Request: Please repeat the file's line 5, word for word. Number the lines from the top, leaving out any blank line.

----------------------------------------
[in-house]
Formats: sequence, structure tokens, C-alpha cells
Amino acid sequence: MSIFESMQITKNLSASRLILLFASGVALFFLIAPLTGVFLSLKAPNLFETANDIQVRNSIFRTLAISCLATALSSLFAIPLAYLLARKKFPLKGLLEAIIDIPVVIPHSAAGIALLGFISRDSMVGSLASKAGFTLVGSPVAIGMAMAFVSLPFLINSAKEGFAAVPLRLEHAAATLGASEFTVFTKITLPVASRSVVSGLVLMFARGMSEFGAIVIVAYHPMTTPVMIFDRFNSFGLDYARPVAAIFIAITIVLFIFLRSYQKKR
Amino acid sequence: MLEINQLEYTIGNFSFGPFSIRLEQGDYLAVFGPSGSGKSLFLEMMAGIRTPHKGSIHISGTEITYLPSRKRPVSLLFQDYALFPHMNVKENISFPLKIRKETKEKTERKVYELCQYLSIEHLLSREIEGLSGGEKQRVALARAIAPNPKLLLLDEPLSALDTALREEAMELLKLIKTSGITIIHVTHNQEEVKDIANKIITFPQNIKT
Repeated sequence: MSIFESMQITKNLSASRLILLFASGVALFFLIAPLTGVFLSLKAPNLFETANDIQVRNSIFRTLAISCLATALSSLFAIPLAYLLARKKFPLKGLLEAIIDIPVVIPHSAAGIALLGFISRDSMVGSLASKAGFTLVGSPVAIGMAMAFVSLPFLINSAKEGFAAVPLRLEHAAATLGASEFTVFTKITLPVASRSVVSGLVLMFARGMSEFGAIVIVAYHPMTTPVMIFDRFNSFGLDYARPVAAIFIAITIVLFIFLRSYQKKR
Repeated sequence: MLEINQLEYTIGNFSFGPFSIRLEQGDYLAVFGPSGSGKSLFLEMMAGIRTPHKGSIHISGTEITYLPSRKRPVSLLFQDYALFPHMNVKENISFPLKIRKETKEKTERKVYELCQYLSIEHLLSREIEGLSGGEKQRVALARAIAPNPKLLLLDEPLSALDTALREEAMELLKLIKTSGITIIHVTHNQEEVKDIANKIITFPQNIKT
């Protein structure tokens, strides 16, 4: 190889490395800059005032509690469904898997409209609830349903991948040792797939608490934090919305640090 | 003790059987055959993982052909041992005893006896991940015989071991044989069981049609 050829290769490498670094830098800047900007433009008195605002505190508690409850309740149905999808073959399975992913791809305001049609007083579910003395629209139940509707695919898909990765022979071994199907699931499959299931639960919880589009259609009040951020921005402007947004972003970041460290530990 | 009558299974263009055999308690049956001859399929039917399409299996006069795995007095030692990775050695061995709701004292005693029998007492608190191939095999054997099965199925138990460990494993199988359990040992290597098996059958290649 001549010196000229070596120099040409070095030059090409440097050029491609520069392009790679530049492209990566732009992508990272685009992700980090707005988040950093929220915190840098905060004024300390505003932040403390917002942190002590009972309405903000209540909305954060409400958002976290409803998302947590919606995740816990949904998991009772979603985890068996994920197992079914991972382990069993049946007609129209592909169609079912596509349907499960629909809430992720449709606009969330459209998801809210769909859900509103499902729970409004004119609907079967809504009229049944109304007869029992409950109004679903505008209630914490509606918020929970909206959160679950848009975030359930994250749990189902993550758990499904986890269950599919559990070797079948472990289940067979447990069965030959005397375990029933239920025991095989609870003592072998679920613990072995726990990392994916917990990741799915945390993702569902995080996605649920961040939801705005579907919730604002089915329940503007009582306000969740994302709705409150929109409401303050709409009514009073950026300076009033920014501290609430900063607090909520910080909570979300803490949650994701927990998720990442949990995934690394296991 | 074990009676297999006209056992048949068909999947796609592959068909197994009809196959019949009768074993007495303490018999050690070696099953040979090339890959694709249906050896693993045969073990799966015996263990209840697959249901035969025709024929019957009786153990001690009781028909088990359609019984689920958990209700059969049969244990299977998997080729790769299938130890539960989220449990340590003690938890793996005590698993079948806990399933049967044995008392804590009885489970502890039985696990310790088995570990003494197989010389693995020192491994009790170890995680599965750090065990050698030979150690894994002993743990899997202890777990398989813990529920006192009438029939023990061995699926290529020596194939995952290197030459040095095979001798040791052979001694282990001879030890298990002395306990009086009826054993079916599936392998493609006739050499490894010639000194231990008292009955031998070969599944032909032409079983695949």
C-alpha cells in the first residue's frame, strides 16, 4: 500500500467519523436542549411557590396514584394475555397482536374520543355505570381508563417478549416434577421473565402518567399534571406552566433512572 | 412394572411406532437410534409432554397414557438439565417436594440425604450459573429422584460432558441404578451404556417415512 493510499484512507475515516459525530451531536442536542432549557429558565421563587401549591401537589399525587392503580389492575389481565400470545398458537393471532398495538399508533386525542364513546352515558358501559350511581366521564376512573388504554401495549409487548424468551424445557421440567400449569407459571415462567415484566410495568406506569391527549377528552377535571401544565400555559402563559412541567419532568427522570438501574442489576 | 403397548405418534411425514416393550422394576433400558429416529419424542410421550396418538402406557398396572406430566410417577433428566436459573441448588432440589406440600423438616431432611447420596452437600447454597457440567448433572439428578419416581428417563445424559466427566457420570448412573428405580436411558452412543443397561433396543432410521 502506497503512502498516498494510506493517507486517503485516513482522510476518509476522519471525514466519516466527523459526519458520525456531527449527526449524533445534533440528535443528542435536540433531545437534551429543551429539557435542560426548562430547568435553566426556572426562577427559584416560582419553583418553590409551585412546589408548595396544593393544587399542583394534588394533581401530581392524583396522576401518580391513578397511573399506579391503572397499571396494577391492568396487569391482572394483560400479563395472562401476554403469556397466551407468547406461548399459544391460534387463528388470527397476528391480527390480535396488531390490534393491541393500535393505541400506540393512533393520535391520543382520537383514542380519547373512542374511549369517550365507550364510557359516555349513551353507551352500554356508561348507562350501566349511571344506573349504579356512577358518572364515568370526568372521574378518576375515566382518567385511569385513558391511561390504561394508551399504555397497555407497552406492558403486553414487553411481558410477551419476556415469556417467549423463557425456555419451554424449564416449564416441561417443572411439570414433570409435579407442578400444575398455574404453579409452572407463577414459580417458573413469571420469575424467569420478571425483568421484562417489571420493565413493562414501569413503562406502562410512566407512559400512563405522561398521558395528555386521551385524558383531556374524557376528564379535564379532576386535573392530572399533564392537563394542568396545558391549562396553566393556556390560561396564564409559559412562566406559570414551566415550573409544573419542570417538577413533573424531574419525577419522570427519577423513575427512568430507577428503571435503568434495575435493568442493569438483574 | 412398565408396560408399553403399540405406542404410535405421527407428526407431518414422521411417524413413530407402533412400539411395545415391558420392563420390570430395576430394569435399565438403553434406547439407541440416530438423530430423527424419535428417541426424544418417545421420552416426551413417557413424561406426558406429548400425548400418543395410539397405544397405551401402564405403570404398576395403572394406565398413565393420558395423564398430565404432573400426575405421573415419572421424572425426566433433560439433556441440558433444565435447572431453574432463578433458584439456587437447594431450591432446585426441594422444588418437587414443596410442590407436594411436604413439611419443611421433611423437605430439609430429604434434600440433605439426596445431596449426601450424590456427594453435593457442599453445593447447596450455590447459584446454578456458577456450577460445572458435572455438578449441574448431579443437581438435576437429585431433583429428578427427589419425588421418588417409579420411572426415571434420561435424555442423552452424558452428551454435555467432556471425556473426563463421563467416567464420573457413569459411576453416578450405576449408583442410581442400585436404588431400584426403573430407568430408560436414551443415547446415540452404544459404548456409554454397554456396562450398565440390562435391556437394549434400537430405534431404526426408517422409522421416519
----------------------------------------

Repeated sequence: MSIFESMQITKNLSASRLILLFASGVALFFLIAPLTGVFLSLKAPNLFETANDIQVRNSIFRTLAISCLATALSSLFAIPLAYLLARKKFPLKGLLEAIIDIPVVIPHSAAGIALLGFISRDSMVGSLASKAGFTLVGSPVAIGMAMAFVSLPFLINSAKEGFAAVPLRLEHAAATLGASEFTVFTKITLPVASRSVVSGLVLMFARGMSEFGAIVIVAYHPMTTPVMIFDRFNSFGLDYARPVAAIFIAITIVLFIFLRSYQKKR